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First, I create a DataFrame

In [61]: import pandas as pd
In [62]: df = pd.DataFrame([[1], [2], [3]])

Then, I deeply copy it by copy

In [63]: df2 = df.copy(deep=True)

Now the DataFrame are different.

In [64]: id(df), id(df2)
Out[64]: (4385185040, 4385183312)

However, the index are still the same.

In [65]: id(df.index), id(df2.index)
Out[65]: (4385175264, 4385175264)

Same thing happen in columns, is there any way that I can easily deeply copy it not only values but also index and columns?

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2 Answers 2

Latest version of Pandas does not have this issue anymore

  import pandas as pd
  df = pd.DataFrame([[1], [2], [3]])

  df2 = df.copy(deep=True)

  id(df), id(df2)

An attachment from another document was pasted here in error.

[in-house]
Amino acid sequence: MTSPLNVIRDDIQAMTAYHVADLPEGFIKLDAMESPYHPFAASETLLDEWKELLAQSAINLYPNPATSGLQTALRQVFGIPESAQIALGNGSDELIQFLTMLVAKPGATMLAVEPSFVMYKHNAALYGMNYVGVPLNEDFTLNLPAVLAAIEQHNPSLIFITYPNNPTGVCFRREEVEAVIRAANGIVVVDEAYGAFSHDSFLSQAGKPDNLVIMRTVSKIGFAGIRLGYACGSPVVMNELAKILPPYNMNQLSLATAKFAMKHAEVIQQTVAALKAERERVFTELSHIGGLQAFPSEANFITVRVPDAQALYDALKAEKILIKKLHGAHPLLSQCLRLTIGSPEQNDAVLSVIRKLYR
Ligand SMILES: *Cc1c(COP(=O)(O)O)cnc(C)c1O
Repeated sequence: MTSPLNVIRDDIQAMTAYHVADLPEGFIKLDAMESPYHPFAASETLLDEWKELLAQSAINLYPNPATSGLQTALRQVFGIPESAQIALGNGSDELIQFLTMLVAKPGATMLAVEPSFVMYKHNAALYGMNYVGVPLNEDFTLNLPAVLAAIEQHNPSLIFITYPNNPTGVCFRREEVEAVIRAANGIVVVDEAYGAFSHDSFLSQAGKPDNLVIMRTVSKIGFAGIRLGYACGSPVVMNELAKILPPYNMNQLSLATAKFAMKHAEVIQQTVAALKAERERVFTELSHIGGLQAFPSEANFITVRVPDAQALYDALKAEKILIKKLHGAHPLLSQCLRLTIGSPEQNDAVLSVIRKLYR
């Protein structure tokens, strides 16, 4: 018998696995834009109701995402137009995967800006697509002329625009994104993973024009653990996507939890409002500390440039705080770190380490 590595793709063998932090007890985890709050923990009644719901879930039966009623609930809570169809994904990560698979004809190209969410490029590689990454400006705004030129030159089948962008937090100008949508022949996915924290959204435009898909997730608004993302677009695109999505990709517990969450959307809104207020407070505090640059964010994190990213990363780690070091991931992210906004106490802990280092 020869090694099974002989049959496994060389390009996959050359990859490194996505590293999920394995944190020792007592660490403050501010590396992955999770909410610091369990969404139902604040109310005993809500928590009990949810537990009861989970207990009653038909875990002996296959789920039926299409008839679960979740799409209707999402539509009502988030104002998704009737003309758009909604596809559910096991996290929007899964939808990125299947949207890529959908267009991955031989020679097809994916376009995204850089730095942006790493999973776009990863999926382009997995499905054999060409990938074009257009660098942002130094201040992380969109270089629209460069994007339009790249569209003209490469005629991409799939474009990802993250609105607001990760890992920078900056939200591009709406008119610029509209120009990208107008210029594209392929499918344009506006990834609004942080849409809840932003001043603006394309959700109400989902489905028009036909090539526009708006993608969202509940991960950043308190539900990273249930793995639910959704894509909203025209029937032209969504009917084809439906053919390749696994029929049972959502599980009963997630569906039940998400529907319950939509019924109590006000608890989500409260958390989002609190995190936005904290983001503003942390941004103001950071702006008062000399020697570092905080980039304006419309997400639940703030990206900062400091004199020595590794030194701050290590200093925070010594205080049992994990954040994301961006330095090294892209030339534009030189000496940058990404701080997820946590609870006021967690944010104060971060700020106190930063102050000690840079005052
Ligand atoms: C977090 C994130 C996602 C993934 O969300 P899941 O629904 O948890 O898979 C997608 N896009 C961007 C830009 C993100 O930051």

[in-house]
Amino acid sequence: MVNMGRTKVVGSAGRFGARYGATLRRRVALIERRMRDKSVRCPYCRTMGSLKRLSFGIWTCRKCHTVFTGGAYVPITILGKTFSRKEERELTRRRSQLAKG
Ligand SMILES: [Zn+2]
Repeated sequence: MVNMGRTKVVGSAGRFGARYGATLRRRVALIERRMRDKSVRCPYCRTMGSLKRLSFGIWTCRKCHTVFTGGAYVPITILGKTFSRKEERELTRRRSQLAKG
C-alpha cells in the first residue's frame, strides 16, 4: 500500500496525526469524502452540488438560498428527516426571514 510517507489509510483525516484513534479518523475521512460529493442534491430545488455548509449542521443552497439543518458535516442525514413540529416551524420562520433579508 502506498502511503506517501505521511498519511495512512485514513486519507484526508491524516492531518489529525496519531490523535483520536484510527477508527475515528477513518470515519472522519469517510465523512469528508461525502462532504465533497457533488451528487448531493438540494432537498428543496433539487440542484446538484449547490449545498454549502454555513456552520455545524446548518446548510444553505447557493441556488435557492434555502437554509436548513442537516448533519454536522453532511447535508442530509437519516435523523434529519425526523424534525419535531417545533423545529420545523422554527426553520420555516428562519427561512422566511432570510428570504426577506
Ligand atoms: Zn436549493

Out[3]: (136575472, 127792400)

  id(df.index), id(df2.index)
  Out[4]: (145820144, 127657008)
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I wonder whether this is a bug in pandas... it's interesting because Index/MultiIndex (index and columns) are in some sense supposed to be immutable (however I think these should be copies).

For now, it's easy to create your own method, and add it to DataFrame:

In [11]: def very_deep_copy(self):
    return pd.DataFrame(self.values.copy(), self.index.copy(), self.columns.copy())

In [12]: pd.DataFrame.very_deep_copy = very_deep_copy

In [13]: df2 = df.very_deep_copy()

As you can see this will create new objects (and preserve names):

In [14]: id(df.columns)
Out[14]: 4370636624

In [15]: id(df2.columns)
Out[15]: 4372118776
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Created github issue: –  Andy Hayden Jul 11 '13 at 10:56

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